Of course, once you've spent enough time on this forum, you're bound to switch to the lower ER funds. :D
Last edited by pingo on Wed Feb 27, 2013 7:58 am, edited 5 times in total.
pingo
 
Posts: 2087
Joined: Sat Sep 19, 2009 8:24 pm

Re: New to investing, Portfolio Help (TR or VTI) 401k Help

Postby Fieldsy1024 » Wed Feb 27, 2013 6:03 am

@ruralavalon: You think I should just invest in the VTI for my Roth IRA? If this isn't what you meant then I am sorry I am a bit confused.

I already am invested in the VG 2045 TR fund for my Roth. I like the TR fund, because it does a lot of work for you. I'm not a lazy person, but it does sound nice these TR funds.

I do like the suggestion for the 401k.

Here are my questions...
1. Why should I choose the VTI fund over the 2045 TR
2. Where should I reallocate my 10k (401k money) to? Should I spread it out percentage wise how my funds are spread out?
3. Married but file separately (this will change since I have a roth ira now right? Do I have to file jointly when it comes to having a roth ira?)
4. For my 401k, how often should I fix the funds and how can I tell if one fund is out growing the other funds?
Thanks rural/pingo
Fieldsy1024
 
Posts: 113
Joined: Sun Feb 24, 2013 8:23 am

Re: New to investing, Portfolio Help (TR or VTI) 401k Help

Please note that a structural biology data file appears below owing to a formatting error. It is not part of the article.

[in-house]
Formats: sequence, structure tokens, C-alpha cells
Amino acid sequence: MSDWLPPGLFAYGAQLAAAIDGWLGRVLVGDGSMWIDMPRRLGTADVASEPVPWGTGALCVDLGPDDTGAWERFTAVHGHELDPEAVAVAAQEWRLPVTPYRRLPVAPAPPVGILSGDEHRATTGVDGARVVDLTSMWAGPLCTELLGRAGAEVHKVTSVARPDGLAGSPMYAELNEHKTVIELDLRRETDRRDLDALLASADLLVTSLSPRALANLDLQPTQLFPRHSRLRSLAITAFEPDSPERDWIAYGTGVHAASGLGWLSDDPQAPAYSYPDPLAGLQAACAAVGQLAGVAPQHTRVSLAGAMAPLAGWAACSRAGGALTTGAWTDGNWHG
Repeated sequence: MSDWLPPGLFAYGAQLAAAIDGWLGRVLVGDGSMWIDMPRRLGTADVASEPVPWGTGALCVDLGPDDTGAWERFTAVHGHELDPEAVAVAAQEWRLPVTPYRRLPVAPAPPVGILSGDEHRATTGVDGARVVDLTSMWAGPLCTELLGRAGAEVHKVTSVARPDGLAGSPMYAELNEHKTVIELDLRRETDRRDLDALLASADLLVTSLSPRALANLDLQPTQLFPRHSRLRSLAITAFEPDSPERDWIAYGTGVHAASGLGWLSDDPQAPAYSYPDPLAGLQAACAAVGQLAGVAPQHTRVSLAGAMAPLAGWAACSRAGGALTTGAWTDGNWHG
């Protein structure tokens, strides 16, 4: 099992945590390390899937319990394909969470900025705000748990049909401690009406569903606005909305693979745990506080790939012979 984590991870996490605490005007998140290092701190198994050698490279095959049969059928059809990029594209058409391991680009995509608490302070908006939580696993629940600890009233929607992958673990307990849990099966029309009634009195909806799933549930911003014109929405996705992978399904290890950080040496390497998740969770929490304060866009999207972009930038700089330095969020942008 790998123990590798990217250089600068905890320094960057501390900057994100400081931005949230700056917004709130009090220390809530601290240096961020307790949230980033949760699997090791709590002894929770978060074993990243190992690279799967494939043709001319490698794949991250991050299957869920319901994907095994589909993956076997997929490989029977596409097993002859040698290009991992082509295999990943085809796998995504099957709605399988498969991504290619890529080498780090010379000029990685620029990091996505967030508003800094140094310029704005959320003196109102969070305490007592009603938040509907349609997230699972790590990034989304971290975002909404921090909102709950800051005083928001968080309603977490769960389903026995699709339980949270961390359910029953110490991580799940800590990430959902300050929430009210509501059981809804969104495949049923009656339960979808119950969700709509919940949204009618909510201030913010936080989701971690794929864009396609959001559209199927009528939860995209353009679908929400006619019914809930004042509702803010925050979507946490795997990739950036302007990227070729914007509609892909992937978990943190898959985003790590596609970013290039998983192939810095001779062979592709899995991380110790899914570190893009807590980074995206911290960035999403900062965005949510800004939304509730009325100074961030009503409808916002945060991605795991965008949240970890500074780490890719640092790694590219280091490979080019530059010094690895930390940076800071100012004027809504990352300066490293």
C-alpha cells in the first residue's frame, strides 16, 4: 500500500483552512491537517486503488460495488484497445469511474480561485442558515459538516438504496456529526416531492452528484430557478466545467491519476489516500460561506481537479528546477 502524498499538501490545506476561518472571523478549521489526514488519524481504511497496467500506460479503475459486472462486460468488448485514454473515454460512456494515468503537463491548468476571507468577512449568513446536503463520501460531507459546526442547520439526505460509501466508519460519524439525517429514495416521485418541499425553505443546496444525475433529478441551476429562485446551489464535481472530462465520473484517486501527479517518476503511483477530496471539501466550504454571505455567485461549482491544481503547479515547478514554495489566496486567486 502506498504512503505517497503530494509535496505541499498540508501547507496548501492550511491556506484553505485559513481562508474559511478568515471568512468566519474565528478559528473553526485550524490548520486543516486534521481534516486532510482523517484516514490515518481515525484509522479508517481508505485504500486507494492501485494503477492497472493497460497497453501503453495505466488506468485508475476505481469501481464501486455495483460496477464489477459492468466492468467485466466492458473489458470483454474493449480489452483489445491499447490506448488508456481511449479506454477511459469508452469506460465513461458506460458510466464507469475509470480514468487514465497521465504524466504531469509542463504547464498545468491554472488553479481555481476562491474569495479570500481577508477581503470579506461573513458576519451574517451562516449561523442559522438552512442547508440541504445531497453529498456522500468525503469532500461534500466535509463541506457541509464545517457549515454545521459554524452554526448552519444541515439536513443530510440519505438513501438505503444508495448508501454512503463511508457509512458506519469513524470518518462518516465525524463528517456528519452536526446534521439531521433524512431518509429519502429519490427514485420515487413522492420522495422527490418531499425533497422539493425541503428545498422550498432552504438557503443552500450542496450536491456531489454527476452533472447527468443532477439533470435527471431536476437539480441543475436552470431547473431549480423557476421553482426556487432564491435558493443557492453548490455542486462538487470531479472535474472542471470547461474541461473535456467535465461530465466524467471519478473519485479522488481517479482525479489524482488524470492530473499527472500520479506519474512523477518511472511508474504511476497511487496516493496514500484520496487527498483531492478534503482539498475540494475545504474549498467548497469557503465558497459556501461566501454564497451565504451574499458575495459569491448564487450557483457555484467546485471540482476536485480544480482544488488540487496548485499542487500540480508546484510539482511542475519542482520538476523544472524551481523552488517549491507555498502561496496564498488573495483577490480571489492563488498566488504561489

Postby ruralavalon » Wed Feb 27, 2013 9:10 am

If you want to use the TR 2045 fund in the IRA, then its best to just use the similar TR fund in the 401k. The advantage to TR funds over other funds is their ultra-simplicity and hands-off rebalancing, you lose that advantage if you also use regular index funds which will still have to be rebalanced. There is little to no advantage to using a TR fund in one account and using a mixture of funds in another account.

Filing requirements for using a Roth IRA? Here is the rule from IRS Pub 590:

"Can You Contribute to a Roth IRA?
Generally, you can contribute to a Roth IRA if you have taxable compensation (defined later) and your modified AGI (defined later) is less than:
•$183,000 for married filing jointly or qualifying widow(er),
•$125,000 for single, head of household, or married filing separately and you did not live with your spouse at any time during the year, and
•$10,000 for married filing separately and you lived with your spouse at any time during the year."
http://www.irs.gov/publications/p590/ch ... 1000230975 .
"Everything should be as simple as it is, but not simpler." - Albert Einstein | Wiki article link:Getting Started
User avatar
ruralavalon
 
Posts: 5264
Joined: Sat Feb 02, 2008 10:29 am
Location: Illinois

Re: New to investing, Portfolio Help (TR or VTI) 401k Help

Postby pingo » Wed Feb 27, 2013 8:32 pm

Edited.

The following analogy comes to mind (probably because I'm hungry):